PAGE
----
Traveling Children Should Get Japanese Encephalitis Vaccine

Fran Lowry

June 19, 2013

Children aged 2 months through 16 years should be vaccinated against Japanese encephalitis (JE) if they are going to be traveling to areas that are endemic for the disease.

A panel of 15 immunization experts convened by the Centers for Disease Control and Prevention (CDC), in Atlanta, voted unanimously to add the younger age group to the existing recommendations for travelers aged 17 years or older, which were made in 2009.

The request to add young children to the recommendations was put before the CDC's Advisory Committee on Immunization Practices (ACIP) by Marc Fischer, MD, medical epidemiologist with the CDC’s Arboviral Diseases Branch in Fort Collins, Colorado.

Fatal Disease With No Treatment

Japanese encephalitis is endemic to Asia and the Western Pacific and is transmitted by mosquitoes.

"There is no treatment for Japanese encephalitis and it is fatal in 20 to 30 percent of people who get the infection, and about a third to a half of the survivors have some neurologic, cognitive or behavioural sequelae," Dr. Fischer told Medscape Medical News.

He presented data to the ACIP panel that demonstrated that the JE vaccine, which was licensed for use in children aged 2 months or older in May of this year, is safe and effective.

The vaccine is marketed by Novartis as IXIARO.

"This is a safe vaccine, it has a low incidence of serious adverse events and in the studies that we reviewed, which included 3 in children and 9 in adults, the serious adverse events were similar to those seen in Prevnar and Havrix, the comparison vaccines," Dr. Fischer said.

In the period between 1973 and 2012, there have been 65 cases (59 adults, 6 children) of JE among US travelers.

Eleven (19%) adults and 2 (33%) children died, 25 (42%) adults and 3 (50%) children survived with sequelae, and 15 (25%) adults and zero children had no sequelae. Details of the remaining 8 adults and 1 child are unknown, Dr. Fischer said.

Itineraries for 47 of the travel-associated cases revealed that the majority (30, or 64%) had a travel duration of 1 month or more, 13 (27%) traveled for 2 to 4 weeks, and 4 (9%) traveled for 1 to 2 weeks.

There were no cases of JE reported in short-term travelers visiting urban areas only. However, travel to rural areas was dangerous, with 17 individuals getting infected.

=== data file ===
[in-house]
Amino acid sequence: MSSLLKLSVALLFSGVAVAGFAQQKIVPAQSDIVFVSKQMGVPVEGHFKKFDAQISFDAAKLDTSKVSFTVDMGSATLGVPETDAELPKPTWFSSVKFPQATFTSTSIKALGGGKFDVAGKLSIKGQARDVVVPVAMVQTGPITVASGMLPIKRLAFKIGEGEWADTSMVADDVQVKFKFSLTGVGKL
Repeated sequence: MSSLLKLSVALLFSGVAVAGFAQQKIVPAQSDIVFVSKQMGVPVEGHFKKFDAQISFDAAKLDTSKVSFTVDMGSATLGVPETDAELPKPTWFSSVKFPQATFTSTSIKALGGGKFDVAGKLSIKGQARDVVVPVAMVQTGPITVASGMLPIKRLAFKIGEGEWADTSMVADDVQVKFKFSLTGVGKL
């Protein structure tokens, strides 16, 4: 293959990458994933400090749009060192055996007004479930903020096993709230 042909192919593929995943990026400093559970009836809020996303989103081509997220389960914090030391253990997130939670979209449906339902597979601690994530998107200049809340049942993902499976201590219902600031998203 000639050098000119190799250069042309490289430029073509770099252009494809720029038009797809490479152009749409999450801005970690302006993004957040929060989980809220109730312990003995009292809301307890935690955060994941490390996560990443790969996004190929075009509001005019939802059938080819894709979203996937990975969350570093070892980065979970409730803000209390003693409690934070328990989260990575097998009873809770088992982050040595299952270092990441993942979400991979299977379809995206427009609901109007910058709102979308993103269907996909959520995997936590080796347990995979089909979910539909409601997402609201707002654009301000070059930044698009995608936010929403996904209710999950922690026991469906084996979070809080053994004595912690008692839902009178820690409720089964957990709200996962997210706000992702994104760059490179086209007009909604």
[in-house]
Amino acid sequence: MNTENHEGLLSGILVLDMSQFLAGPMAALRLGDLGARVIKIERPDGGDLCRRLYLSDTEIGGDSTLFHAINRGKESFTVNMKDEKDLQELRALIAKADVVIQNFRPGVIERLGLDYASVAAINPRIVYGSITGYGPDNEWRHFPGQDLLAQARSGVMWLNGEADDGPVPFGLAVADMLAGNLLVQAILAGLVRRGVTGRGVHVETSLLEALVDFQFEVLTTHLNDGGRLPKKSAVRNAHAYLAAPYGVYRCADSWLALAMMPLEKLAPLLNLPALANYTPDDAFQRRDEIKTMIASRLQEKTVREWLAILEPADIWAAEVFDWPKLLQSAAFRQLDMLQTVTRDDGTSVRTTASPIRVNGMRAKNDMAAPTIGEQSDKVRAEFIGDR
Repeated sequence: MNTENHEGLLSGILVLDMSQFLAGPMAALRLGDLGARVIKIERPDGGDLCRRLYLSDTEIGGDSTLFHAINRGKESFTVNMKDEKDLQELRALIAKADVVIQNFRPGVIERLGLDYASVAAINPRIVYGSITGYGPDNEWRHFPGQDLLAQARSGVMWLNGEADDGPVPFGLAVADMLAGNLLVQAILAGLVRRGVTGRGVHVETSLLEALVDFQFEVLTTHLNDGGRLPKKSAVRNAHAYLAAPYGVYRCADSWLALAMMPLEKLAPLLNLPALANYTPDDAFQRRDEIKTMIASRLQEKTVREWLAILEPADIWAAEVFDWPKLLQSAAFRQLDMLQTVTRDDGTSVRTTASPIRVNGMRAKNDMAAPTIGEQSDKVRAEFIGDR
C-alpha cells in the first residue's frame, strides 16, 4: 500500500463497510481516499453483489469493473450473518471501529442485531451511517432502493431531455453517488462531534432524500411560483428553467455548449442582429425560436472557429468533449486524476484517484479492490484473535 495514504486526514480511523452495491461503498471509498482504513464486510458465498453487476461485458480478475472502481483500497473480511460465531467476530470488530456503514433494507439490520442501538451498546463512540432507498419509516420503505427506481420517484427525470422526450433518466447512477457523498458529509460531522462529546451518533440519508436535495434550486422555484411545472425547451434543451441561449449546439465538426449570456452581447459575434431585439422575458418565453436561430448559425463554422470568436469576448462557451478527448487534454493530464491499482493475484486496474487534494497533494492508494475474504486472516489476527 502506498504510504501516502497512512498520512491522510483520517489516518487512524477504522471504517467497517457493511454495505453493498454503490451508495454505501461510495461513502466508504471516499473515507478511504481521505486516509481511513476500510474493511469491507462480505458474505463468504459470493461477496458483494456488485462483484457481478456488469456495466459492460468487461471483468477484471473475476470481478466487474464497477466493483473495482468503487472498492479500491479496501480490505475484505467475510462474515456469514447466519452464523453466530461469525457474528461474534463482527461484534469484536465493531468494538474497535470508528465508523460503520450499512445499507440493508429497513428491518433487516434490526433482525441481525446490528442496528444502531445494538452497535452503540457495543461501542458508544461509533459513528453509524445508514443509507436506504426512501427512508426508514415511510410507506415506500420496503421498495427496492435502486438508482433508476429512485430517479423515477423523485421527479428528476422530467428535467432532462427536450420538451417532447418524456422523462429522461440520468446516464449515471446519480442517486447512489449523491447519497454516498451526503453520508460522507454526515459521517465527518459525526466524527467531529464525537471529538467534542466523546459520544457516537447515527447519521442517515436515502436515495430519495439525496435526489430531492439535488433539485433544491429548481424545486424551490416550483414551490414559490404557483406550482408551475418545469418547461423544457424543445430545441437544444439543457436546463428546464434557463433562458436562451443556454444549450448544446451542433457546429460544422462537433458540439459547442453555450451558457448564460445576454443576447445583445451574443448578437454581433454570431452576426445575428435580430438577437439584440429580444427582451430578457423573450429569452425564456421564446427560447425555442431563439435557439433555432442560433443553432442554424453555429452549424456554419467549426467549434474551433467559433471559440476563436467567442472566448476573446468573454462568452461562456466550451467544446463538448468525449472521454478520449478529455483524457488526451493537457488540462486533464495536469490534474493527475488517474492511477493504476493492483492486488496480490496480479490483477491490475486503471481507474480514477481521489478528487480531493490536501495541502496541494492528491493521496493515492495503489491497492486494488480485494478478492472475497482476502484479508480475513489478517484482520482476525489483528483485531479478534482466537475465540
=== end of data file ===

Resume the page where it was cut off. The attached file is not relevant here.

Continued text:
Relative Risk Is Low

The JE disease risk for most travelers is very low and varies on location, duration of travel, the season, and travel activities, Dr. Fischer said.

In addition, the vaccine, although safe and effective, is very expensive.

"These are all factors to be taken into account when making recommendations for who gets vaccinated," he said.

Vaccinating children living in endemic areas is cost-saving, but the JE vaccine for all travelers to Asia would not be cost effective, he said.

"Over 5 and a half million Americans travel to Asia each year, and the overall risk of Japanese encephalitis is low, less than 1 case per million travelers. Also, the cost of the vaccine is high, at $200 to $250 a dose. For some travelers, even a low risk of serious adverse events due to the vaccine may be higher than the risk for disease. Because of these factors, we think the JE vaccine should be targeted to travelers who are at increased risk for disease based on their planned itinerary," Dr. Fischer said.

Including Kids the Only Change

The current recommendations for vaccination stand, with the only addition the inclusion of children aged over 2 months.

As confirmed by the ACIP panel, these are as follows:

  • The JE vaccine is recommended for travelers who plan to spend a month or longer in endemic areas during the JE virus transmission season. This includes long-term travelers, recurrent travelers, or expatriates who will be based in urban areas but are likely to visit endemic rural or agricultural areas during a high-risk period of JE virus transmission (Recommendation category A)

  • The JE vaccine should be considered for short-term (less than1 month) travelers to endemic areas during the JE virus transmission season if they plan to travel outside of an urban area and have an increased risk for JE virus exposure (eg, spending substantial time outdoors in rural or agricultural areas, participating in extensive outdoor activities, staying in accommodations without air conditioning, screens, or bed nets). The JE vaccine should also be considered for travelers to an area with an ongoing JE outbreak and those traveling to endemic areas who are uncertain of specific destinations, activities, or duration of travel (Recommendation category B).

  • The JE vaccine is not recommended for short-term travelers whose visit will be restricted to urban areas or times outside of a well-defined JE virus transmission season (Recommendation Category A).

Dr. Fischer has disclosed no relevant financial relationships.

CDC's Advisory Committee on Immunization Practices Meeting: June 19, 2013.


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